Note: This article originally appeared at Investors Business Daily on Sept. 11, 2012.
After hovering in the shadows for several years, calls for a carbon tax have re-emerged from diverse quarters including the Brookings Institution, MIT, the International Monetary Fund, self-professed conservatives, supply-side economists and the usual left-of-center suspects.
On Aug. 2, Congressman Jim McDermott introduced H.R. 6338, “The Managed Carbon Price Act.” There is even hope of a grand tax compromise in the coming lame duck session of Congress: swapping the looming massive income-tax hike for a carbon tax as part of a proposed tax system overhaul.
Unless there is a cabal of renewable energy investors and select natural-gas interests desperate to increase the cost of their competitors’ fuels (oil or coal), what could be motivating these ill-timed initiatives to tax fossil fuel-based energy – what is now the most productive sector of the U.S. economy?
Whether proffered as revenue-neutral tax swaps, a source of new revenue to reduce the deficit or the market-friendly method to avert catastrophic global warming, the benefits attributed to these carbon tax schemes are as lofty as they are implausible and irrelevant to the exigencies of the day.
What a whoppingly inopportune time to resuscitate a politically defeated, publicly unpopular, economically damaging policy with no measurable benefits! With 85% of our energy derived from carbon-rich fossil fuels, a carbon tax is simply a tax on energy not unlike the BTU tax summarily squelched during the Clinton administration.
Energy’s role in the economy remains remarkably misunderstood. Energy – aptly called the “master resource” by economist Julian Simon – drives modern industrial economies. The cost of energy is imbedded in the price of all goods and services. There are no near- or medium-term alternatives to the abundance, affordability and efficiency of fossil fuels.
Renewables, such as wind and solar, are not on the cusp of some game-changing deployment at scale. After an increase of some 500-fold in the last few years – driven by lavish government subsidies and mandates – renewable energy still provides only a sliver of U.S. demand at a much higher cost than fossil fuels.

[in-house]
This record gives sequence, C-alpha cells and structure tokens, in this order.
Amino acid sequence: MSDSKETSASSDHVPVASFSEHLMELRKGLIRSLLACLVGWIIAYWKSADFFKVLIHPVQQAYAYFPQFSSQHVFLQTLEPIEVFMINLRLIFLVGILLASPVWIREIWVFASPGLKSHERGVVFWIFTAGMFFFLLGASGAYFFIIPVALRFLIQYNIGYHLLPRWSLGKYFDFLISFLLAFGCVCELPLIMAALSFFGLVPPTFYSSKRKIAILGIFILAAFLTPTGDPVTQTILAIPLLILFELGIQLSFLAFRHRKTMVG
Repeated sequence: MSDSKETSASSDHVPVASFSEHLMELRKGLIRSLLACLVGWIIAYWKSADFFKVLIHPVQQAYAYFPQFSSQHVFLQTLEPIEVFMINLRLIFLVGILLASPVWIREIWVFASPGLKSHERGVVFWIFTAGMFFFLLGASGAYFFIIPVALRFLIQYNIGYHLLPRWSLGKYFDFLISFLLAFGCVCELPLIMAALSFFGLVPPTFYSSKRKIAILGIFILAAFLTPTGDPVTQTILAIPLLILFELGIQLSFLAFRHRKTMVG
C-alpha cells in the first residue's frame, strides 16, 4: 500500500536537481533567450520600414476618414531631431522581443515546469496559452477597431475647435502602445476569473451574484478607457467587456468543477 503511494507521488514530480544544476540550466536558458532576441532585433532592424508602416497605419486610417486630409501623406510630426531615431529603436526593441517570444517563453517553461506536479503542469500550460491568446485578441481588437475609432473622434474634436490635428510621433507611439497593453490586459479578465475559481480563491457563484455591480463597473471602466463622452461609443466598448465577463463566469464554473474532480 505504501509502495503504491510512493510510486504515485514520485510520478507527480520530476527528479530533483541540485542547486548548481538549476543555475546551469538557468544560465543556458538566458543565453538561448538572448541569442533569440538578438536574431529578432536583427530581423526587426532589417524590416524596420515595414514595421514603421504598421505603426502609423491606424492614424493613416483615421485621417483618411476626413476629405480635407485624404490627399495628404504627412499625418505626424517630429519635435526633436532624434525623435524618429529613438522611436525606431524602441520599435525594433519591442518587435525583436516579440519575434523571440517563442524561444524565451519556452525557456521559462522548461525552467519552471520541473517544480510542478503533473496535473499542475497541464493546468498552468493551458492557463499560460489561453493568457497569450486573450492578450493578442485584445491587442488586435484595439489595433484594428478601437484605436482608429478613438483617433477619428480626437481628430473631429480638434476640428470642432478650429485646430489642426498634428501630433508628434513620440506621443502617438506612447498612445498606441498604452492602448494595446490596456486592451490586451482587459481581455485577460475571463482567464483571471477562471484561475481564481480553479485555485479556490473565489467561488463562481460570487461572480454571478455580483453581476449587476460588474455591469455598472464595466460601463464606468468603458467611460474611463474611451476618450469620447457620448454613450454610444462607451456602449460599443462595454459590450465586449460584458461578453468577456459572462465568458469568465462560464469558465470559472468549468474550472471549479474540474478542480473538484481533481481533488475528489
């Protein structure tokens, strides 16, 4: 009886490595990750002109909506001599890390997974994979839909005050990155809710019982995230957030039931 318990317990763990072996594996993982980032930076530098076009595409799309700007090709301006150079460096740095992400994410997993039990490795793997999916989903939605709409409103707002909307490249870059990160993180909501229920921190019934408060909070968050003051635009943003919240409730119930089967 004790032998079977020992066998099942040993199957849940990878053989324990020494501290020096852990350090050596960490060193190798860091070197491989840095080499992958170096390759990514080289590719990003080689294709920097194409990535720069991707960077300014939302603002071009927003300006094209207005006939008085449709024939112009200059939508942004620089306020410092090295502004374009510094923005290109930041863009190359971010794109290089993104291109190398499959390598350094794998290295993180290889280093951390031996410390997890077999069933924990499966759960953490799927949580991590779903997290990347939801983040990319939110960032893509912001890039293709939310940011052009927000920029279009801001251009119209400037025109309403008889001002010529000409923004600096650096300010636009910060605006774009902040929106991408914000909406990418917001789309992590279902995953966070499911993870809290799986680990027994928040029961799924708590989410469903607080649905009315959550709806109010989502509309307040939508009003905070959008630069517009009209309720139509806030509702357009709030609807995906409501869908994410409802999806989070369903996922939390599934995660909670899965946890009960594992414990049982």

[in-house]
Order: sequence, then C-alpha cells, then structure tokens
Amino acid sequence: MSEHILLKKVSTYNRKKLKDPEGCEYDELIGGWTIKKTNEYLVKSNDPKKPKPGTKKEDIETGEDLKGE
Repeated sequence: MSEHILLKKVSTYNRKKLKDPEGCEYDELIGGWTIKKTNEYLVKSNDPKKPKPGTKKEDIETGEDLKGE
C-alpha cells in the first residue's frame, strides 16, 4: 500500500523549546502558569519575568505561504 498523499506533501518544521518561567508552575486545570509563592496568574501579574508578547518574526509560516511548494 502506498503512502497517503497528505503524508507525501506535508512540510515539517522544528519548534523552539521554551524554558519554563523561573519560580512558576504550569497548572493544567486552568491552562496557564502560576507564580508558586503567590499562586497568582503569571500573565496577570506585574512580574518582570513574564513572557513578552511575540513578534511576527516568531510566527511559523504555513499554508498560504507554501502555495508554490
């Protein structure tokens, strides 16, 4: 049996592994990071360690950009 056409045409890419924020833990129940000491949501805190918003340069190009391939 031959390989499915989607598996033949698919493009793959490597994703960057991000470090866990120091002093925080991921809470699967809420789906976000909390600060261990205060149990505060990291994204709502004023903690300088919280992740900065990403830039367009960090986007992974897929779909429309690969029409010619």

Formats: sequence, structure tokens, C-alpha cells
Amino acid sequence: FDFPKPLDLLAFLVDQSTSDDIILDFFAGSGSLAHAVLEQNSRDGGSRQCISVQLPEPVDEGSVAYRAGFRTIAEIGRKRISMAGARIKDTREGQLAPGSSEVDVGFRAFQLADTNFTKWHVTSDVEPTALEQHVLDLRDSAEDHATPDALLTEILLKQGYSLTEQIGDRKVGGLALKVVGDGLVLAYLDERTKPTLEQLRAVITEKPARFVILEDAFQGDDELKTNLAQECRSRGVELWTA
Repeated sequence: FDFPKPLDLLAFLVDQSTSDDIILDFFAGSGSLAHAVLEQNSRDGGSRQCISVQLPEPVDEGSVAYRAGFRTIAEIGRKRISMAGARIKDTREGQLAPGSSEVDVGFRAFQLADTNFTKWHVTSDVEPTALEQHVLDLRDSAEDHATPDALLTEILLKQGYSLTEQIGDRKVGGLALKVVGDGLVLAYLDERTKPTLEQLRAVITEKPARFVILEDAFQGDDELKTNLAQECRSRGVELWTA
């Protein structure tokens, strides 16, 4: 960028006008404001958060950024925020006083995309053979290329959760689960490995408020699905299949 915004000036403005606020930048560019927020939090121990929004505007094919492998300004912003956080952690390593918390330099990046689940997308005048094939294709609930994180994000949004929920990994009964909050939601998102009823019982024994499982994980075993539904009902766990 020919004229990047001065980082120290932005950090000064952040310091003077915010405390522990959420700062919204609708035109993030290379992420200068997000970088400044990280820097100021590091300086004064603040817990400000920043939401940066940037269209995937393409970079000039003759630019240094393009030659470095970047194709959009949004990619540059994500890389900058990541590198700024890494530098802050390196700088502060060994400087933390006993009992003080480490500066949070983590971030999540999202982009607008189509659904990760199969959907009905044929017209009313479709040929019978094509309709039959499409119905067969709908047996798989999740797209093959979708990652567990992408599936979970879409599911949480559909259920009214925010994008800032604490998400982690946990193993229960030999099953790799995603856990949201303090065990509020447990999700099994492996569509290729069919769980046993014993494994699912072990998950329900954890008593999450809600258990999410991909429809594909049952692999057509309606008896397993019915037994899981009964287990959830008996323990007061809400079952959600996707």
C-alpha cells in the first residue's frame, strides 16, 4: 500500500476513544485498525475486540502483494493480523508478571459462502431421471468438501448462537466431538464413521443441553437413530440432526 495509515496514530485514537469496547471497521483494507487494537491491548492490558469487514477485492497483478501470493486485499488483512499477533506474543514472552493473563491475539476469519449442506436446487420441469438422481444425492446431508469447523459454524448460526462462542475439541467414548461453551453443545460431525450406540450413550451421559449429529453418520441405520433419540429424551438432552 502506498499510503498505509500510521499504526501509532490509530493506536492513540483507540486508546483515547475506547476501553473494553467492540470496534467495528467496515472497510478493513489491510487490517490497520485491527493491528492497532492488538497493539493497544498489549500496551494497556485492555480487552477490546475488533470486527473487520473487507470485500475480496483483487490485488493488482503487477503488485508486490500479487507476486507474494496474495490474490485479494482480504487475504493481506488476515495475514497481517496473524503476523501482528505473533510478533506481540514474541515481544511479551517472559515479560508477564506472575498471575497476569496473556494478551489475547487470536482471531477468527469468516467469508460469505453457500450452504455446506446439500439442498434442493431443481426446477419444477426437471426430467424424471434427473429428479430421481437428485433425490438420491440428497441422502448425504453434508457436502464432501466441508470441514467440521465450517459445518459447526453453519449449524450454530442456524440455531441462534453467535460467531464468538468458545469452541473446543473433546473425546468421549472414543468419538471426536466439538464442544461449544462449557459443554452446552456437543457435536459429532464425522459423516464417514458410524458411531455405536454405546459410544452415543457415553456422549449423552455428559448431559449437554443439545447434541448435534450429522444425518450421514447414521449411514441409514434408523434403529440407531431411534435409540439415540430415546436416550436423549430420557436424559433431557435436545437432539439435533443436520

The U.S. has long claimed to offer the highest standard of living in the world. Since the 1950s, the comparatively lower costs of food, energy and housing in the U.S. left families with disposable income unmatched elsewhere. Increasing energy prices, however, presage real poverty.
According to the U.S. Census Bureau, slightly more than one-half of U.S. households (with a median income of $50,000) spent an average of 21% of average after-tax income on energy in 2012. These same households, in 2001, spent an average of 12% on energy.
If the slew of EPA’s heavy-handed standards for electric generation survive judicial review, the price of electric power will dramatically escalate. Declining family incomes combined with higher energy and food costs have pushed poverty rates to the largest number in 52 years. A new carbon tax would exacerbate this trend.
Are the carbon tax promoters oblivious to the economically and geopolitically game-changing new access to oil and gas? The head of Saudi Arabia’s Aramco already concludes the world’s energy axis has shifted to North America. Under existing taxes and royalties, increased oil and natural gas production is projected to reduce the federal deficit by as much as 60% by 2020, according to Citi GPS.
Among the most out-of-touch promotions for a carbon tax is former Congressman J. Inglis’ Energy and Enterprise Initiative. Touted as the conservative, free-enterprise solution, the Inglis carbon tax intends to make fossil fuel derived energy bear the full cost of its “negative externalities” construed as health impacts, global warming and “dangerous dependence on a scarce resource.”
Inglis has overlooked some glaring facts in air quality improvement, discredited climate science and newly accessed abundance of domestic oil and gas.
Mr. Inglis apparently agrees with President Obama’s claim that “we can’t drill are way out of dependence on foreign oil.” In fact, free enterprise is well on the way to drilling this country out of energy dependence. Some refineries on the Texas Gulf coast which three years ago were refining 80% imported and 20% domestic oil have flipped that tally and now refine 80% oil made in the U.S.A.!
In 2009, when enactment of muscled-up cap and trade legislation was considered inevitable, a “modest” carbon tax appeared a less-damaging alternative. Cap and trade is now cold-dead, and EPA’s inglorious regulatory mess of greenhouse-gas regulation will either fold on its own weight or be vaporized by Congress.
This current carbon tax push – although only rumblings at the margins – reveals business models dependent on a carbon price. Billions of public and private funds have been invested in alternative energy with the assumption of an eventual government diktat to increase the price of fossil fuels. Without such a sanction on carbon, it is increasingly obvious that inherently less efficient, far more expensive alternative energies cannot compete.
Kathleen Hartnett White is distinguished senior fellow and director of the Armstrong Center for Energy and Environment at the Texas Public Policy Foundation. She was commissioner and chairman of the Texas Commission on Environmental Quality from 2001 to 2007.